Handing out awards for NBA's best 1st-round performances
With the first round of the NBA playoffs officially in the books, theScore's basketball editors are handing out awards to commemorate a thrilling opening round.
Most Valuable Player
The Los Angeles Clippers needed something special in order to push back against a heroic effort from Luka Doncic, and that's exactly what Kawhi Leonard gave them. The two-time Finals MVP monitored the Mavericks star as best as anyone in the league can while registering 32.8 points, 7.5 rebounds, 3.8 assists, two steals, and a block per game in the seven-game series. Leonard also registered shooting splits of 60.5/43.2/88.1, helping L.A. score a second-round series against the top-seeded Jazz.
Top Defensive Player
Rudy Gobert proved why he's in the running for a third Defensive Player of the Year award. The Frenchman led all players with 3.2 blocks per game during the opening round of action and averaged the second-most contested shots (14). When Gobert wasn't on the floor, Utah surrendered nearly five more points per 100 possessions.
|G||Damian Lillard||Trail Blazers|
Damian Lillard exited the postseason having logged 41.3 minutes per game - a workload inflated in large part due to his heroics in Game 5, where his clutch shooting forced both overtime frames. All you really need to know is that the Portland Trail Blazers outscored the Denver Nuggets by 5.6 points per 100 possessions in 248 minutes with Dame on the floor; they lost the remaining 50 minutes by a net rating of minus-36.2.
Doncic battled a neck injury midway through his seven-game duel against the Clippers and still ranked first in points and second in assists per game.
Leonard ranked third in playing time in Round 1, logging 40.7 minutes per game. That he spent a significant portion of the series tasked with trying to keep Doncic in check but still found an opportunity to contribute 32.1 points, 7.9 rebounds, 4.6 assists, 2.3 steals, and a block per night is a testament to the Klaw's status as one of the league's best two-way players.
Kevin Durant spent most of the first round making Jayson Tatum and whoever else the Boston Celtics threw at him look like pylons. The alpha dog of the Brooklyn Nets' star trio shot 54.6% from the floor - including 14-of-28 on long balls - on his way to a cool 32.6 points per game.
With Jamal Murray out for the season with an injury, no one would've blamed the Denver Nuggets for an early exit. Instead, they withstood an otherworldly series-long performance from Lillard; Nikola Jokic nearly matched him with 33 points, 10.5 rebounds, and 4.5 assists per game while shooting just under 43% on threes.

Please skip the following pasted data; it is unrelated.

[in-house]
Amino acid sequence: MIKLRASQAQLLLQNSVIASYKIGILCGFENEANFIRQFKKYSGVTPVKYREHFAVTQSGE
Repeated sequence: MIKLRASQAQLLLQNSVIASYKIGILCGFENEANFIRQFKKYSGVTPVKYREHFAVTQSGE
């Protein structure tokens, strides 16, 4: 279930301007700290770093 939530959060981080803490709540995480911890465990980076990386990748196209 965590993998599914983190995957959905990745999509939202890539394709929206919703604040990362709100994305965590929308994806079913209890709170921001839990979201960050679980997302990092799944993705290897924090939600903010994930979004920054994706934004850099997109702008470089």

In his first-ever playoff series, Trae Young overcame not only his somewhat shaky regular-season performance but also the league's fourth-ranked defense, cooking the New York Knicks for 29.2 points and 9.8 assists per game over five appearances. To top off his captivating performance, he stole a pair of wins in front of a raucous MSG crowd.
Devin Booker also had his first taste of the playoffs, and though Chris Paul's lingering shoulder injury and a lack of historical precedence stood against him, the Phoenix Suns handed LeBron James the only first-round exit of his career to date. Playing nearly 41 minutes per game, Booker averaged 29.7 points, 6.2 rebounds, and five dimes while shooting about 43% on threes.
Ben Simmons' assist totals leaped from 6.9 dimes per game to 9.2 in Round 1. With Joel Embiid sidelined with injury in Game 5, Simmons tallied 19 points, 11 assists, 10 rebounds, two blocks, and a steal to clinch the series victory against the Washington Wizards. He finished plus-84 in 160 minutes of playing time in the first round, second only to Bucks guard Jrue Holiday.
The Milwaukee Bucks made short work of the Miami Heat, producing Round 1's only sweep. In addition to scoring a team-high 23.5 points per game, Giannis Antetokounmpo was the main catalyst behind the Heat's sickly 43% collective rebounding rate; the Greek Freak corralled a playoff-leading 15 rebounds per game.
Thanks to the new play-in format, the ninth-ranked Memphis Grizzlies wound up with the eighth seed - and a first-round matchup with the Utah Jazz. Rudy Gobert quickly brought the Grizzlies' momentum to a halt, sealing off the interior with a playoff-leading 3.2 blocks per game to go along with 13 boards a night.
Monte Morris continues to play a valuable role on the Nuggets' reserve unit. The fourth-year guard registered a career-high 28 points in Denver's crucial Game 5 win and has been a steady presence whenever he takes the floor. Morris posted a 5.83 assist-to-turnover ratio during the first round and is a tireless worker on the defensive end.
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